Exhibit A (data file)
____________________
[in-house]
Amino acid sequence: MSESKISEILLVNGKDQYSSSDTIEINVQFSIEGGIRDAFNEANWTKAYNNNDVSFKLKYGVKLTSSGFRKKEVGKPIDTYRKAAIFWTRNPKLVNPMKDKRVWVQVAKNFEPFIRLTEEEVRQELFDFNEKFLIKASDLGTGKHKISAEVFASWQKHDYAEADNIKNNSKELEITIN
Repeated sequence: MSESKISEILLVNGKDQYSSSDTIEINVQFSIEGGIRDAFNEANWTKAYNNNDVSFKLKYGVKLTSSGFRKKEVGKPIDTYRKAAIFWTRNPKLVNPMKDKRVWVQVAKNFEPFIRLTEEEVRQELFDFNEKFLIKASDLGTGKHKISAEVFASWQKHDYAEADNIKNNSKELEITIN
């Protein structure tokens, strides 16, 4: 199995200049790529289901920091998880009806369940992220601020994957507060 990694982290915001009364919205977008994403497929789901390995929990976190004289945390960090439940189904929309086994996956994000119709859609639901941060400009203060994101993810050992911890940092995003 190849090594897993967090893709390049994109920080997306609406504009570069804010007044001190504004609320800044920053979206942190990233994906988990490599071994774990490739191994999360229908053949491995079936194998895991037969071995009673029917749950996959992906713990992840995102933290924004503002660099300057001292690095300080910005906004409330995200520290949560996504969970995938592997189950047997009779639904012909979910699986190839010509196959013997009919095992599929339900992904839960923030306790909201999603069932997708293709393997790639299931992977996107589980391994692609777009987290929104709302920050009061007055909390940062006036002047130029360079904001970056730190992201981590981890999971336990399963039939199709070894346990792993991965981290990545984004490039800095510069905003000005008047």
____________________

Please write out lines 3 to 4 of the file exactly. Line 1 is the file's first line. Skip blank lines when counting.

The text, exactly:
Repeated sequence: MSESKISEILLVNGKDQYSSSDTIEINVQFSIEGGIRDAFNEANWTKAYNNNDVSFKLKYGVKLTSSGFRKKEVGKPIDTYRKAAIFWTRNPKLVNPMKDKRVWVQVAKNFEPFIRLTEEEVRQELFDFNEKFLIKASDLGTGKHKISAEVFASWQKHDYAEADNIKNNSKELEITIN
């Protein structure tokens, strides 16, 4: 199995200049790529289901920091998880009806369940992220601020994957507060 990694982290915001009364919205977008994403497929789901390995929990976190004289945390960090439940189904929309086994996956994000119709859609639901941060400009203060994101993810050992911890940092995003 190849090594897993967090893709390049994109920080997306609406504009570069804010007044001190504004609320800044920053979206942190990233994906988990490599071994774990490739191994999360229908053949491995079936194998895991037969071995009673029917749950996959992906713990992840995102933290924004503002660099300057001292690095300080910005906004409330995200520290949560996504969970995938592997189950047997009779639904012909979910699986190839010509196959013997009919095992599929339900992904839960923030306790909201999603069932997708293709393997790639299931992977996107589980391994692609777009987290929104709302920050009061007055909390940062006036002047130029360079904001970056730190992201981590981890999971336990399963039939199709070894346990792993991965981290990545984004490039800095510069905003000005008047």